The modern combat scenario showed a platoon or squad-sized assault on a Japanese position on an island in the Pacific that was really designed for miniatures play (Donald Featherstone on drugs).  If memory serves (and the last time I read the rules was back in the late 'eighties or possibly early 'nineties) most of your men had little or no combat capability, and you couldn't really do anything with them.  The fighting on both sides depended on what were in effect Homeric heroes -- lose one of them and your attack or defense would fall apart.  If nothing else it provided an interesting antidote to the writings of Classical scholars who don't take Homer's descriptions of warfare seriously.

The rules for Sandhurst Wargames that were available in the last century were rife with glitches and often required interpretation to play (one of the reasons I started playing computer games).  But some of the ideas behind each of the four treatments were fascinating.
Every generation gets the Greeks and Romans it deserves.

 

 

History is a bad joke played by the living on the dead.

Offline fabius

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Re: Burden of Command Announced
« Reply #100 on: November 13, 2017, 11:59:59 AM »
Hi Philippe,
 
 My take on Marshall is he was right qualitatively if not quantitatively. And yes it apoears he created false stats but aligned to real observations.

 To that end a *core* mechanism is what you call an initiative check.  You might gind thus new blog illuminating in this regard: “The Heart of War: Emotional Authenticity in Burden of Command”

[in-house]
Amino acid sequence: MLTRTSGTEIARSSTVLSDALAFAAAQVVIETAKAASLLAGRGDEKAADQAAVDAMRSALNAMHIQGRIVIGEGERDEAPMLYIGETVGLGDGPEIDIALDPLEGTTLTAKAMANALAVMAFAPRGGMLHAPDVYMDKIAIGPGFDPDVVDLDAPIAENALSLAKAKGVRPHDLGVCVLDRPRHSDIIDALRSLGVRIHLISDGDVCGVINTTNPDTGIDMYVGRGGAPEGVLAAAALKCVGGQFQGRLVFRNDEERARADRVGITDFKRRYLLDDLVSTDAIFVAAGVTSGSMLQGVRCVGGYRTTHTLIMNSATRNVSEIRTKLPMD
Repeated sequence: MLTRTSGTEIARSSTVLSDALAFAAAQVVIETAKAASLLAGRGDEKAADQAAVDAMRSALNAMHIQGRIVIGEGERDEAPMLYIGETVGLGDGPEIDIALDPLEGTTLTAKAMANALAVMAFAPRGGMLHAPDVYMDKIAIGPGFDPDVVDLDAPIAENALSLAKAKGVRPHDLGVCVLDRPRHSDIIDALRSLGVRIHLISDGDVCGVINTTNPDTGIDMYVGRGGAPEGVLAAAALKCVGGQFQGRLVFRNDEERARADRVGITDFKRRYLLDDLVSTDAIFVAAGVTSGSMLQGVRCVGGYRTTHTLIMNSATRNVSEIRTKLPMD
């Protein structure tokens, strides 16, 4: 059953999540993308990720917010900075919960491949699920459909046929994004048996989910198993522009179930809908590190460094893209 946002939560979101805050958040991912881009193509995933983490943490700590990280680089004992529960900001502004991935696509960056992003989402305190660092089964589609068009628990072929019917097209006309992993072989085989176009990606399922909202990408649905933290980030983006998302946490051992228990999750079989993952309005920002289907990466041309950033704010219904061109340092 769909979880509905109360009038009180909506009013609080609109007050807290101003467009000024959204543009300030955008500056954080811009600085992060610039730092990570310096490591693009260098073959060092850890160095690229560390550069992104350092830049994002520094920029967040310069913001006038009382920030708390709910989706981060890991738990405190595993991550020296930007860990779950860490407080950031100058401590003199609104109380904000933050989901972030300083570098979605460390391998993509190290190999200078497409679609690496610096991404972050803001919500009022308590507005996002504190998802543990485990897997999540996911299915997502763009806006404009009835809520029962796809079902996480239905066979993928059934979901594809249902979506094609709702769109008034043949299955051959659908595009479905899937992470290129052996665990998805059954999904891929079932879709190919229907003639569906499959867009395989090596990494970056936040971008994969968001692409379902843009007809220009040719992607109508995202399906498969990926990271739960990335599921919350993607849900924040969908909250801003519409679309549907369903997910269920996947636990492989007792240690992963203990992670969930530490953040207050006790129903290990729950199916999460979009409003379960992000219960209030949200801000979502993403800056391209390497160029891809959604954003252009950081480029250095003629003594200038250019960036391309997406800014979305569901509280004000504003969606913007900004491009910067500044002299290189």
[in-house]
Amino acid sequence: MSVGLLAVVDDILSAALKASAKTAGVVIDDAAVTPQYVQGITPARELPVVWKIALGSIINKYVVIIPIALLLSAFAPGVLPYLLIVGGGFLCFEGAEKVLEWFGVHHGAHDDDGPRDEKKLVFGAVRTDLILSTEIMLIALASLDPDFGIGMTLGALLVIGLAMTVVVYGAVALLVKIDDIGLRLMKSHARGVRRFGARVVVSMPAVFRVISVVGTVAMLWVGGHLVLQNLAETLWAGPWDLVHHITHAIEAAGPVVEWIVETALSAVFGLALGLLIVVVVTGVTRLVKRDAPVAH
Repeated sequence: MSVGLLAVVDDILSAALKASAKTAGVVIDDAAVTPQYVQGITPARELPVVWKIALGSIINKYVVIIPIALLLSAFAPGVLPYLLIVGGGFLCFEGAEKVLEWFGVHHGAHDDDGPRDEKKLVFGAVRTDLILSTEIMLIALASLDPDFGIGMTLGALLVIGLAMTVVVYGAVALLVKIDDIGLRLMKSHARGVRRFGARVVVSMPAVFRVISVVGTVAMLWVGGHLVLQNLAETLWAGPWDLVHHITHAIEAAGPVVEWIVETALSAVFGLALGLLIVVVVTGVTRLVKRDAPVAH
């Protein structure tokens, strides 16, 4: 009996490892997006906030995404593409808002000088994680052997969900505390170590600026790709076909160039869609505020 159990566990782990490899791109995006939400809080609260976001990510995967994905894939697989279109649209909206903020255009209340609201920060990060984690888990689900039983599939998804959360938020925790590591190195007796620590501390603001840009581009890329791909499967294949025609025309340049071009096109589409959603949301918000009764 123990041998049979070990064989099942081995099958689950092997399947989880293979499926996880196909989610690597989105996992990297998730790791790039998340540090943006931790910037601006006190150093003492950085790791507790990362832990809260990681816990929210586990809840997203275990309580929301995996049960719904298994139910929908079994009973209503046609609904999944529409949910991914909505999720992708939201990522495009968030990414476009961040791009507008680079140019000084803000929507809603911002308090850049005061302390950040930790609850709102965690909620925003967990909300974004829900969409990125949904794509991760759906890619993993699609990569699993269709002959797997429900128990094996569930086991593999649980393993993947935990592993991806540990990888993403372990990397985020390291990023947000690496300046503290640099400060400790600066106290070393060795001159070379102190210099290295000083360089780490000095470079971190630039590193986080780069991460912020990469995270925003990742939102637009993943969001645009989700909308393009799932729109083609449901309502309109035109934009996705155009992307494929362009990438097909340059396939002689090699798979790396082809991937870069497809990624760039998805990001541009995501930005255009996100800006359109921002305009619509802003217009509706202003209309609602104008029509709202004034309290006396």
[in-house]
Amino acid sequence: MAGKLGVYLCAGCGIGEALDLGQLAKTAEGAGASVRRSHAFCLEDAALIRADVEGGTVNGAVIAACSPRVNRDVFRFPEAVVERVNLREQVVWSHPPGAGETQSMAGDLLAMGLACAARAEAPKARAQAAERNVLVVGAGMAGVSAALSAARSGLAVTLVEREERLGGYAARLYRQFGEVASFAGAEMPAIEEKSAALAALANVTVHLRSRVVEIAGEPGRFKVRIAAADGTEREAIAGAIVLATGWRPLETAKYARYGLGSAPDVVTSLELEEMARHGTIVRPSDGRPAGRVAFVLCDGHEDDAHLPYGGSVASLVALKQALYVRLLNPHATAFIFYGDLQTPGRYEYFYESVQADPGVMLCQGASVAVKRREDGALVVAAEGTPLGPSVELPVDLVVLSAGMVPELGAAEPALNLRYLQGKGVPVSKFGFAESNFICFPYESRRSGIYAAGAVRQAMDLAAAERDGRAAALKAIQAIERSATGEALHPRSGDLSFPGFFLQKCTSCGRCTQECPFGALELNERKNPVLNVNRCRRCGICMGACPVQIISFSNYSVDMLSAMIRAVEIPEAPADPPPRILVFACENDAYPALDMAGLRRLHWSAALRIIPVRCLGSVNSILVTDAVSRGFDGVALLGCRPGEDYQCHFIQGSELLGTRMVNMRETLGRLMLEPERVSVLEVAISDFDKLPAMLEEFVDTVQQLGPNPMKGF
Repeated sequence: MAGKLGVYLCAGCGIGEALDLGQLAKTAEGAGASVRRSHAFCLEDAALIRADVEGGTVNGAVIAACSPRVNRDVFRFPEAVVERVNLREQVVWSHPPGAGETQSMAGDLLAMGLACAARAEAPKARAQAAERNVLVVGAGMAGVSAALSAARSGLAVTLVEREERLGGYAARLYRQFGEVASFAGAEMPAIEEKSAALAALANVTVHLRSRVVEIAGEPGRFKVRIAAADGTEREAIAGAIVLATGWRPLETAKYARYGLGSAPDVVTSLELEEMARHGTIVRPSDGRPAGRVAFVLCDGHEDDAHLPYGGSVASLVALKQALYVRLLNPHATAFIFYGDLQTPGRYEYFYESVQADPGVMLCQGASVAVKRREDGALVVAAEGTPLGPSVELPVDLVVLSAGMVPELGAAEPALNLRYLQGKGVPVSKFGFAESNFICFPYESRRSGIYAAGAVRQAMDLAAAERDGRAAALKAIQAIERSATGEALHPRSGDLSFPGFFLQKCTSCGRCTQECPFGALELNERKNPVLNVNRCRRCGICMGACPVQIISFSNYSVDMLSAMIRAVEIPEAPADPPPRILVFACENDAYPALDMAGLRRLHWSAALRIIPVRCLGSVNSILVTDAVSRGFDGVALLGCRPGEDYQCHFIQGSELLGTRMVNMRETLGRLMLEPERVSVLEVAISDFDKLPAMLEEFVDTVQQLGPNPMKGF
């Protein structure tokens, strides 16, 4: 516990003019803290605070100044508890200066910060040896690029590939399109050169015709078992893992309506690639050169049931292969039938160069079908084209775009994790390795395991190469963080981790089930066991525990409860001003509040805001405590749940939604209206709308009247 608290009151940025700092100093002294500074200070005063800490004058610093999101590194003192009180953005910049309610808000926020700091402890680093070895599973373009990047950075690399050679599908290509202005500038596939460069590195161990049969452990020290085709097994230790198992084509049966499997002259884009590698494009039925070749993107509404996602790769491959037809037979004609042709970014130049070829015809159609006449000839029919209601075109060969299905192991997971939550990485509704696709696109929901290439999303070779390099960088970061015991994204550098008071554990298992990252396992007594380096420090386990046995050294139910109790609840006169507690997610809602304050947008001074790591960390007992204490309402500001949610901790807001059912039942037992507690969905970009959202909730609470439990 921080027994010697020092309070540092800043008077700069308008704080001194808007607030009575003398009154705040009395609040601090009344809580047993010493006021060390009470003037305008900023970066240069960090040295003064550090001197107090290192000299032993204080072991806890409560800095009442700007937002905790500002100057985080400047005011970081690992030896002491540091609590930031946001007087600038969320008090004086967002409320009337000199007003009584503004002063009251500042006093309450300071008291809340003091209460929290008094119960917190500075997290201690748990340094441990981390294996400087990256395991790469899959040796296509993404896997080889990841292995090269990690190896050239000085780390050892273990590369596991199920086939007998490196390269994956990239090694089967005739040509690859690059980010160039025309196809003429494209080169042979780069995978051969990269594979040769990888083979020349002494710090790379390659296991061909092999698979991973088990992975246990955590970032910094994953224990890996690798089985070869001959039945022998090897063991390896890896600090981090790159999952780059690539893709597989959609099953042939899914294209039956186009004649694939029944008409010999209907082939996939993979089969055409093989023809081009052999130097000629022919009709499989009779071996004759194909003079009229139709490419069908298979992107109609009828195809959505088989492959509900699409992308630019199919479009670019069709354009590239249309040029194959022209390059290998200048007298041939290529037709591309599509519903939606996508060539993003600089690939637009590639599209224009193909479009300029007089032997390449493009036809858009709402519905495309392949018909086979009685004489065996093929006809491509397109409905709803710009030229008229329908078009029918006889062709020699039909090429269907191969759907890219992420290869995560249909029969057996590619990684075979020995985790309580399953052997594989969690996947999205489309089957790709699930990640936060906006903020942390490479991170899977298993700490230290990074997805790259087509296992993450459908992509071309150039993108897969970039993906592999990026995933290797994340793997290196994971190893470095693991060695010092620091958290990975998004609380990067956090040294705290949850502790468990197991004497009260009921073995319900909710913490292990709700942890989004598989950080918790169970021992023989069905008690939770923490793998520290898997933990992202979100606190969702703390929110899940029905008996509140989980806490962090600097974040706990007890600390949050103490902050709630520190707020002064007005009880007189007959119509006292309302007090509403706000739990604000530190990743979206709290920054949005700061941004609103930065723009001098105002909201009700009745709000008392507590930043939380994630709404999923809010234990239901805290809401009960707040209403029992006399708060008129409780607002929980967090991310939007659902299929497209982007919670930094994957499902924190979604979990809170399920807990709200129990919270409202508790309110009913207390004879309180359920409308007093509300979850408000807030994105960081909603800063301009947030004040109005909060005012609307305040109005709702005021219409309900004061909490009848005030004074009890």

http://bit.ly/HeartOfWar

For a bit more on battlefield mechanics an earlier blog:
“cardboard inspirations.”
 http://bit.ly/BoC-blog2

Finally of general interest I hope, we received a thoughtful article from Canada’s Bational Post newspaer this week on the topic of “Can a War Videogame ever be Truly Respectful of Its Subject
http://bit.ly/NationalPostAndBoC


 As always interested in your thoughts,
    Luke Hughes (project lead)

Nice blog, my interest is growing.

If no effort, can you remember the source for this quote:
"In WWII approximately 8000 bullets were fired per casualty inflicted" ?

Offline FarAway Sooner

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Re: Burden of Command Announced
« Reply #101 on: November 14, 2017, 07:50:35 AM »
ComradeP, I get what you're saying about the uncertainty and chaos around requesting and deploying support units.  But I think you're missing AndyP's comment.